• Osborne, J., & Dillon, J. (2008). Science education in Europe: Critical reflections. London: Nuffield Foundation.
  • Osborne, J., Simon, S., & Collins, S. (2003). Attitudes towards science: A review of the literature and its implications. International Journal of Science Education, 25, 10491079.
  • Parker, J. G., & Asher, S. R. (1987). Peer relations and later personal adjustment: Are low-accepted children at risk? Psychological Bulletin, 102, 357389.
  • Plomin, R. (1986). Development, genetics, and psychology. Hillsdale, NJ: Erlbaum.
  • Plomin, R., & DeFries, J. C. (1985). Origins of individual differences in infancy. Orlando, FL: Academic Press.
  • Plomin, R., DeFries, J. C., & Loehlin, J. C. (1977). Genotype-environment interaction and correlation in the analysis of human behaviour. Psychological Bulletin, 85, 309322.
  • Plomin, R., DeFries, J. C., McClearn, G. E., & McGuffin, P. (2008). Behavioral genetics (5th ed.). New York: Worth.
  • Plomin, R., Kennedy, J. K. J., & Craig, I. W. (2006). The quest for quantitative trait loci associated with intelligence. Intelligence, 34, 513526.
  • Plomin, R., Kovas, Y., & Haworth, C. M. A. (2007). Generalist genes: Genetic links between brain, mind and education. Mind, Brain and Education, 1, 1119.
  • Price, T. S., Freeman, B., Craig, I. W., Petrill, S. A., Ebersole, L., & Plomin, R. (2000). Infant zygosity can be assigned by parental report questionnaire data. Twin Research, 3, 129133.
  • Rijsdijk, F. V., & Sham, P. C. (2002). Analytic approaches to twin data using structural equation models. Briefings in Bioinformatics, 3, 119133.
  • Ryan, A.M., & Patrick, H. (2001). The classroom social environment and changes in adolescents’ motivation and engagement during middle school. American Educational Research Journal, 38, 437460.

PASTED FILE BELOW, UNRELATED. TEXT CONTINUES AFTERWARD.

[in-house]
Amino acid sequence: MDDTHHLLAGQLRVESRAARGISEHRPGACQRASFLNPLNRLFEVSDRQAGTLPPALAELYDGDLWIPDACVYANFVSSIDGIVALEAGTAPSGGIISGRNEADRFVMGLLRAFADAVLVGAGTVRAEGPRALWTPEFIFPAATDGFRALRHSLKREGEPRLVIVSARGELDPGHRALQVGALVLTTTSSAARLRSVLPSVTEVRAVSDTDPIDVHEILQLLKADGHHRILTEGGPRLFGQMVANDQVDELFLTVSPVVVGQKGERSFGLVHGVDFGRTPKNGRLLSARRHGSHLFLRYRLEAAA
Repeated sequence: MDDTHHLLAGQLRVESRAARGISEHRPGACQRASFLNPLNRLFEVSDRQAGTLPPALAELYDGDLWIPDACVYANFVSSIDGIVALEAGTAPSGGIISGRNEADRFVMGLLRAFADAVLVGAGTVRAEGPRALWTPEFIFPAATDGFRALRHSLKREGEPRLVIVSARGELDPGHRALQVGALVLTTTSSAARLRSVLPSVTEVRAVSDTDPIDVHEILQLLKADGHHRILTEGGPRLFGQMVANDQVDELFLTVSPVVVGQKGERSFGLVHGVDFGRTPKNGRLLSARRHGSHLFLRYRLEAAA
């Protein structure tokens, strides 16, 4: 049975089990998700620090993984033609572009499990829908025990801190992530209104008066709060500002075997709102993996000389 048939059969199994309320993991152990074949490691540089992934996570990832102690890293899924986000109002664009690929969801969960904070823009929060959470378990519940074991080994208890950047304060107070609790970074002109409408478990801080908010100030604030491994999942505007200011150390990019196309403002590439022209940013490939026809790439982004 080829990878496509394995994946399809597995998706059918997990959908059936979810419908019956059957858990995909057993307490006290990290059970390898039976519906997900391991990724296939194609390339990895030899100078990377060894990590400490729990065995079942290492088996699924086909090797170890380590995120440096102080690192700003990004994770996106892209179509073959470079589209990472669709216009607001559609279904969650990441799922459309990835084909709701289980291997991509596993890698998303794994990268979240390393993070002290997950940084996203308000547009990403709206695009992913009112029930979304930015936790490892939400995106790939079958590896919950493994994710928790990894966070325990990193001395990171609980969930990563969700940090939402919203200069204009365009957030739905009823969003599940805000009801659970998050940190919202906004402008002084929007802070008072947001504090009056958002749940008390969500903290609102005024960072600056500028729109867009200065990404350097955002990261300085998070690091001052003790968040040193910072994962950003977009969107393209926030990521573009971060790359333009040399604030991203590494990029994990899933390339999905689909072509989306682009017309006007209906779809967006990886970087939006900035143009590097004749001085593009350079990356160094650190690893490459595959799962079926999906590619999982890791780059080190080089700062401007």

• Scarr, S. (1968). Environmental bias in twin studies. Eugenics Quarterly, 15, 3440.
  • Scarr, S., & McCartney, K. (1983). How people make their own environments: A theory of genotype environmental effects. Child Development, 54, 424435.
  • Shrout, P. E., & Fleiss, J. (1979). Intraclass correlations: Uses in assessing rater reliability. Psychological Bulletin, 86, 420428.
  • Thompson, L. A., Detterman, D. K., & Plomin, R. (1991). Associations between cognitive abilities and scholastic achievement: Genetic overlap but environmental differences. Psychological Science, 2, 158165.
    Direct Link:
  • Trouton, A., Spinath, F. M., & Plomin, R. (2002). Twins Early Development Study (TEDS): A multivariate, longitudinal genetic investigation of language, cognition and behaviour problems in childhood. Twin Research, 5, 444448.
  • Wadsworth, S. J., Corley, R. P., Hewitt, J. K., & DeFries, J. C. (2001). Stability of genetic and environmental influences on reading performance at 7, 12, and 16 years of age in the Colorado Adoption Project. Behavior Genetics, 31, 353359.
  • Wadsworth, S. J., Corley, R. P., Plomin, R., Hewitt, J. K., & DeFries, J. C. (2006). Genetic and environmental influences on continuity and change in reading achievement in the Colorado Adoption Project. In A. C. Huston & M. N. Ripke (Eds.), Developmental contexts in middle childhood: Bridges to adolescence and adulthood (pp. 87106). New York: Cambridge University Press.
  • Wainwright, M. A., Wright, M. J., Geffen, G. M., Luciano, M., & Martin, N. G. (2005). The genetic basis of academic achievement on the Queensland Core Skills Test and its shared genetic variance with IQ. Behavior Genetics, 35, 133145.
  • Wainwright, M. A., Wright, M. J., Luciano, M., Geffen, G. M., & Martin, N. G. (2005). Multivariate genetic analysis of academic skills of the Queensland core skills test and IQ highlight the importance of genetic g. Twin Research and Human Genetics, 8, 602608.